Bingham Brook Farm (BBF) is a place of unsurpassed tranquility, beauty and privacy located in the Northwest Highlands of Salisbury, Connecticut. Known as the "Arsenal of the Revolution", the history of Salisbury is tied to America's early iron industry and this iron legacy played a key role in shaping the Bingham Brook Farm landscape.

The two houses at Bingham Brook Farm sit at an elevation of approximately 1,100 feet on the western slope of the southern portion of the Taconic Plateau. The top of the Taconic Plateau forms a more or less level surface with an elevation of around 1,800 feet with several higher peaks. The valley floor elevation is approximately 700 feet with Salisbury village at 685 feet.

The history of BBF's land, location and contribution to Salisbury's iron history is punctuated by remnant charcoal pits scattered throughout the property, stark reminders of the iron industry's voracious appetite for furnace charcoal that essentially denuded the Taconic Plateau and much of the northwest corner into the early 20th century. These old charcoal pits are often connected by or near old logging & coaling roads that are today mostly traveled by white tail deer and hunters. The small iron ore pit for which Scoville Ore Mine Road is partially named, and old stonewalls attesting to the land's agricultural use once the trees were gone, are testaments to the men who shaped and used this land until it was abandoned to slumber and recover during the past century.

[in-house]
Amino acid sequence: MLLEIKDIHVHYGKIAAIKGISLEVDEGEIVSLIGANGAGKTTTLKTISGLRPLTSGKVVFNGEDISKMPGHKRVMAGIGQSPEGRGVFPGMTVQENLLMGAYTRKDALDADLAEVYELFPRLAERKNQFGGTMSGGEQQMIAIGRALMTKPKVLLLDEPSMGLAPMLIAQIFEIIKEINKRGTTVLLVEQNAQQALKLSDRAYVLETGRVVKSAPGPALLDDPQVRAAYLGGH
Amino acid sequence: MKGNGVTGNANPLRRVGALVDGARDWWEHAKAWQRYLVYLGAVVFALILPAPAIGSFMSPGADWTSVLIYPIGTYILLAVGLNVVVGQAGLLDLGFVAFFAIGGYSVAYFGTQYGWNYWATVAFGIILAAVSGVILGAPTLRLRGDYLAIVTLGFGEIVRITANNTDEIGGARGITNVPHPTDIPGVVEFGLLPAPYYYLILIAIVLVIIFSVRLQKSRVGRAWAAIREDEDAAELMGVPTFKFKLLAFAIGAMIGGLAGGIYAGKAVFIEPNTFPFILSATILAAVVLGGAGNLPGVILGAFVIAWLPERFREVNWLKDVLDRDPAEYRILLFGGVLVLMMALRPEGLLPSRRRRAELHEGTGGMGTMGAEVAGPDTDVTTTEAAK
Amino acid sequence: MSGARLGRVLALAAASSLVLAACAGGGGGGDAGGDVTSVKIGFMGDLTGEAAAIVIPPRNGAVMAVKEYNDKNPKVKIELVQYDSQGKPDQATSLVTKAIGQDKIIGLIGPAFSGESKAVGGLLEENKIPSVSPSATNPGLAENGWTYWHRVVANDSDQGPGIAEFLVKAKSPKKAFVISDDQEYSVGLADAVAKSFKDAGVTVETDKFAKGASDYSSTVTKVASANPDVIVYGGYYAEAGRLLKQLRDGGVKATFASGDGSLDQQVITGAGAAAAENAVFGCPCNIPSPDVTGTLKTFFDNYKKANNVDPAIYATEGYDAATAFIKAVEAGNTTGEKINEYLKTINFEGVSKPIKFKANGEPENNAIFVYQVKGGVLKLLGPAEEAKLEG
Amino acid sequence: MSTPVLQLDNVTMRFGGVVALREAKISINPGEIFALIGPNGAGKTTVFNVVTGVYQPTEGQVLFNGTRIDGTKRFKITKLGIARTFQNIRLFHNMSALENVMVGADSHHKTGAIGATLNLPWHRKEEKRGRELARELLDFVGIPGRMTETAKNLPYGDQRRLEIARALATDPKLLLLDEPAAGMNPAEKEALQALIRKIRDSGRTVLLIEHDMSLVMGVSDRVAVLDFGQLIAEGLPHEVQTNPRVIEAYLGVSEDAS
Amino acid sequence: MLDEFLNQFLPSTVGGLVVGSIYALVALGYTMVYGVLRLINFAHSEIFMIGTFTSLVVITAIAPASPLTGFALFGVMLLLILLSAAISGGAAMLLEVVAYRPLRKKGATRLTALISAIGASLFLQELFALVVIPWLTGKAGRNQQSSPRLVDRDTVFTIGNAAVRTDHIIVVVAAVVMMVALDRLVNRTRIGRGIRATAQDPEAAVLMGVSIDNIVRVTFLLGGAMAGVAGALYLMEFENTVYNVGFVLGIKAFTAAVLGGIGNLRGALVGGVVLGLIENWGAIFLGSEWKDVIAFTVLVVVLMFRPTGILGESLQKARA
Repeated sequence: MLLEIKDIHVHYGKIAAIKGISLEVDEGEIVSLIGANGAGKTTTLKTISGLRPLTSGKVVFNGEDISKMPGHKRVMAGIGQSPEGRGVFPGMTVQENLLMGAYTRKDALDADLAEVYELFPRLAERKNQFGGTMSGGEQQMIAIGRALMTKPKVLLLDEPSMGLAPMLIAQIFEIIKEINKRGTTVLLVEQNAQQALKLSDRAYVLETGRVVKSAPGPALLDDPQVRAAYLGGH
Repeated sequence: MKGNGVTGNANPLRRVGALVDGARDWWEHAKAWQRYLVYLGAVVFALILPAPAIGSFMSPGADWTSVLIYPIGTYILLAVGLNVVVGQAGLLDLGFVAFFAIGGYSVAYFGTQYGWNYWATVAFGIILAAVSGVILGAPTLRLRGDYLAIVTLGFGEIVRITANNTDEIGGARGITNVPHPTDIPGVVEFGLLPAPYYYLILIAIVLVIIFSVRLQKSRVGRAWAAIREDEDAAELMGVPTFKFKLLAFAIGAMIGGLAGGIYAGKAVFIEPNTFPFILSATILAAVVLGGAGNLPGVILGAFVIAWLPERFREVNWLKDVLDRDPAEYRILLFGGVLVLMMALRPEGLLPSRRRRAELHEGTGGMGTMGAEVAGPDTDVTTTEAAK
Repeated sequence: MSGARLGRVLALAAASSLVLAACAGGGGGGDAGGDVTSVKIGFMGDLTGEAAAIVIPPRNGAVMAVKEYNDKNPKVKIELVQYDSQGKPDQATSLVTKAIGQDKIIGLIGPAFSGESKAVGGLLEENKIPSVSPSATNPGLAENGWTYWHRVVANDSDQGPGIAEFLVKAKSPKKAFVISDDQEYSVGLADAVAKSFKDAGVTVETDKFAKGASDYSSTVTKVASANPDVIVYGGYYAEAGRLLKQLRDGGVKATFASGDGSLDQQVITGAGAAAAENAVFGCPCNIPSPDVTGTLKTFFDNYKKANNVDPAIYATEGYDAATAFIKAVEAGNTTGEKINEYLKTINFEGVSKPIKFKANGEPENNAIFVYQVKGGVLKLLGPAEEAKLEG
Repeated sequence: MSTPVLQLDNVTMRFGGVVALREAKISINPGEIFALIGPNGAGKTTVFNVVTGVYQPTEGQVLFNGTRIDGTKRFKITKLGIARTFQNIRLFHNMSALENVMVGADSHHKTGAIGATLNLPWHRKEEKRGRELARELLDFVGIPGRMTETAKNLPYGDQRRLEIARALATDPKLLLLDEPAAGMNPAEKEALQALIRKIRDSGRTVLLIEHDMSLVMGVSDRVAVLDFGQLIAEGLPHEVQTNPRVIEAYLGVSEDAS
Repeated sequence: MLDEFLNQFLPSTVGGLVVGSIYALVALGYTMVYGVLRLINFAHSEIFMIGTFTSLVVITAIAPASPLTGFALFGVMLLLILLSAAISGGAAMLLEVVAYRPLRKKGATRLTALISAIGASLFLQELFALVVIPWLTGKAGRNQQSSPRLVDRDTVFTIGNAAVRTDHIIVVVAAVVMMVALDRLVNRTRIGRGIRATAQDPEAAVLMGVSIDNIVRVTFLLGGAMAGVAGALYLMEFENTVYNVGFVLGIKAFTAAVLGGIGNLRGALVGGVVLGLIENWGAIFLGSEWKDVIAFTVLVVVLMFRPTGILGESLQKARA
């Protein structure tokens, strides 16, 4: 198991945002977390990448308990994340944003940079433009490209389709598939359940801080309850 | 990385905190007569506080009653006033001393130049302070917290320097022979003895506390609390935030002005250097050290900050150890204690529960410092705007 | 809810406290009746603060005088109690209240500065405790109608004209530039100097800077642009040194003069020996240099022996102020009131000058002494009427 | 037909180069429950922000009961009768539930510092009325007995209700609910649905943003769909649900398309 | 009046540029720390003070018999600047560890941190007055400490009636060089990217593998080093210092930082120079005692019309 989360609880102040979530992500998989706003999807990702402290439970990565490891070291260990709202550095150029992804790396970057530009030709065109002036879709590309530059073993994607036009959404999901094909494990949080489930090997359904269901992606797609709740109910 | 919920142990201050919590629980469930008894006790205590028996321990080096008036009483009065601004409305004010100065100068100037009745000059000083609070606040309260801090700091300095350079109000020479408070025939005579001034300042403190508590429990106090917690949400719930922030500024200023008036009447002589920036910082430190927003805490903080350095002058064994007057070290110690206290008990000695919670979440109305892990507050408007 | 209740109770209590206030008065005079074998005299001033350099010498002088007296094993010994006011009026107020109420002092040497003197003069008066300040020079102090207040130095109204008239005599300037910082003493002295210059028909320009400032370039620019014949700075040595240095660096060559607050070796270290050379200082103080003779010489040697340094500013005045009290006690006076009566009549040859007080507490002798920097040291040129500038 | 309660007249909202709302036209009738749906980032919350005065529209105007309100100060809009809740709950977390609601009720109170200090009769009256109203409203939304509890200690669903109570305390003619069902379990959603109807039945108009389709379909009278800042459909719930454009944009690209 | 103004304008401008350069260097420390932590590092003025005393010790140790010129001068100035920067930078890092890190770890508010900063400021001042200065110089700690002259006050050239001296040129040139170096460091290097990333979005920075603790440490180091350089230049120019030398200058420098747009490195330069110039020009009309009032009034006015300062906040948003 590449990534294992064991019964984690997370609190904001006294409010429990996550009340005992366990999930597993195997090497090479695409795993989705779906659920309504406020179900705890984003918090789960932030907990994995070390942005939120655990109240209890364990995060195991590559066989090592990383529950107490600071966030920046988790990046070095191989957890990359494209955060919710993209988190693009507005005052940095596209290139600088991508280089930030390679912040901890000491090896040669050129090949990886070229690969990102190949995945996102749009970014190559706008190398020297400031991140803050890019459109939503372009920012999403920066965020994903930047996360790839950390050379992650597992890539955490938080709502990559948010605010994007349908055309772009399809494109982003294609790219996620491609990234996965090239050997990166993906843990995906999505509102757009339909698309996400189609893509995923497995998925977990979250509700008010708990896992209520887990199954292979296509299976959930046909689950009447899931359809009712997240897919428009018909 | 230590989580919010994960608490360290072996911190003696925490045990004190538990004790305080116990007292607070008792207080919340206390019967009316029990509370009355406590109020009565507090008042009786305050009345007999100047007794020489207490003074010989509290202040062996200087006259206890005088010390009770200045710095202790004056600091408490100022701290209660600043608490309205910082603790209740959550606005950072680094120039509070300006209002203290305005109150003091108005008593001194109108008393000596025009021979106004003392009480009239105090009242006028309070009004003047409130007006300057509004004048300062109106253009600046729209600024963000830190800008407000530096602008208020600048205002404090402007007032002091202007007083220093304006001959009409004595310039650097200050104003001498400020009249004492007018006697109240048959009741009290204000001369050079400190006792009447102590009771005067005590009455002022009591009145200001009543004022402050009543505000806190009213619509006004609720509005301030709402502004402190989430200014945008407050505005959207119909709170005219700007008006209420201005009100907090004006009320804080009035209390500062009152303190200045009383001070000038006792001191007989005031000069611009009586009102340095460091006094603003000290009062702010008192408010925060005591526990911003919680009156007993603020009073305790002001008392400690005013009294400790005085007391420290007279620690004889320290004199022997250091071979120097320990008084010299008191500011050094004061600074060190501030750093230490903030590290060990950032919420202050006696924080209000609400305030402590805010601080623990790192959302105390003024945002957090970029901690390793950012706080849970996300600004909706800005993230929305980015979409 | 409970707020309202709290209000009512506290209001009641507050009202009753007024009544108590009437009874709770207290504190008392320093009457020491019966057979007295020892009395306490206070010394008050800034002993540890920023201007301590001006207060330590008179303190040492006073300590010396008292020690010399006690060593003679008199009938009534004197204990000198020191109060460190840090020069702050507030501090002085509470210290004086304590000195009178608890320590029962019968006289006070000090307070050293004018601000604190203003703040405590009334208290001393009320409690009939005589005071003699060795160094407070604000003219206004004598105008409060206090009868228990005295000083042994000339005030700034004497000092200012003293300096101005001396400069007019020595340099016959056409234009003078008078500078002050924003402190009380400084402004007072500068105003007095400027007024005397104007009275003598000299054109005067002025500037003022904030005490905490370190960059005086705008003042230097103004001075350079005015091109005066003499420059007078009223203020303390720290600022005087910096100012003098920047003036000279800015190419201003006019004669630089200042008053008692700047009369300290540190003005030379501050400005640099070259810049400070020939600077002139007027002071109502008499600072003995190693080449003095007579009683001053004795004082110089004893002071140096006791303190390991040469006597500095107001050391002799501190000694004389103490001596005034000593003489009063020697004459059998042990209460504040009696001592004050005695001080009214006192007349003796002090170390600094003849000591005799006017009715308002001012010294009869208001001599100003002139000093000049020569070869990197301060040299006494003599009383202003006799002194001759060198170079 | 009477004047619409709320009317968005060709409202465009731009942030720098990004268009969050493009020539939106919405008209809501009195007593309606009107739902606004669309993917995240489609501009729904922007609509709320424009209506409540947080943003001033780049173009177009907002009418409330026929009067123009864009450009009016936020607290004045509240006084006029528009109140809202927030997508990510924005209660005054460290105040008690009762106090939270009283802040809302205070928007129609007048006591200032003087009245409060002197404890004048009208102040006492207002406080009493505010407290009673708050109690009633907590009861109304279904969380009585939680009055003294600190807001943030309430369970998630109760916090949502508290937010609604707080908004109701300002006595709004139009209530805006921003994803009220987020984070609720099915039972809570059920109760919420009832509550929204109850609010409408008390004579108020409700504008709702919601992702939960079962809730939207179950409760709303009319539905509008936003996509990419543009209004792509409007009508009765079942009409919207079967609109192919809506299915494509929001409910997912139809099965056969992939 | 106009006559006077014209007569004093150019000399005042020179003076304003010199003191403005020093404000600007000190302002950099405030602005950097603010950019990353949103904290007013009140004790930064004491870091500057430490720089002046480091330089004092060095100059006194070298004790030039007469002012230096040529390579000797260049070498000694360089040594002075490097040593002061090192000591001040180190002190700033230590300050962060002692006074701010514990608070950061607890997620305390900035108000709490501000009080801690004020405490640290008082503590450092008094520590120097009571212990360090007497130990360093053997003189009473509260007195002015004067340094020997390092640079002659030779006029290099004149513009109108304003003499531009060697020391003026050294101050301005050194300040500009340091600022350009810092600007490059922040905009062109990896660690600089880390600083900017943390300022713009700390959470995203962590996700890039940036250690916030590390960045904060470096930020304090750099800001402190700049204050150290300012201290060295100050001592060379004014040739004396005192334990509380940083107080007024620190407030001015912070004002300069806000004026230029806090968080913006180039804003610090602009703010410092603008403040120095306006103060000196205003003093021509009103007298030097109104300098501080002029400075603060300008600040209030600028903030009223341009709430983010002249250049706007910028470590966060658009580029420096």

A Sunrise at Bingham Brook Farm

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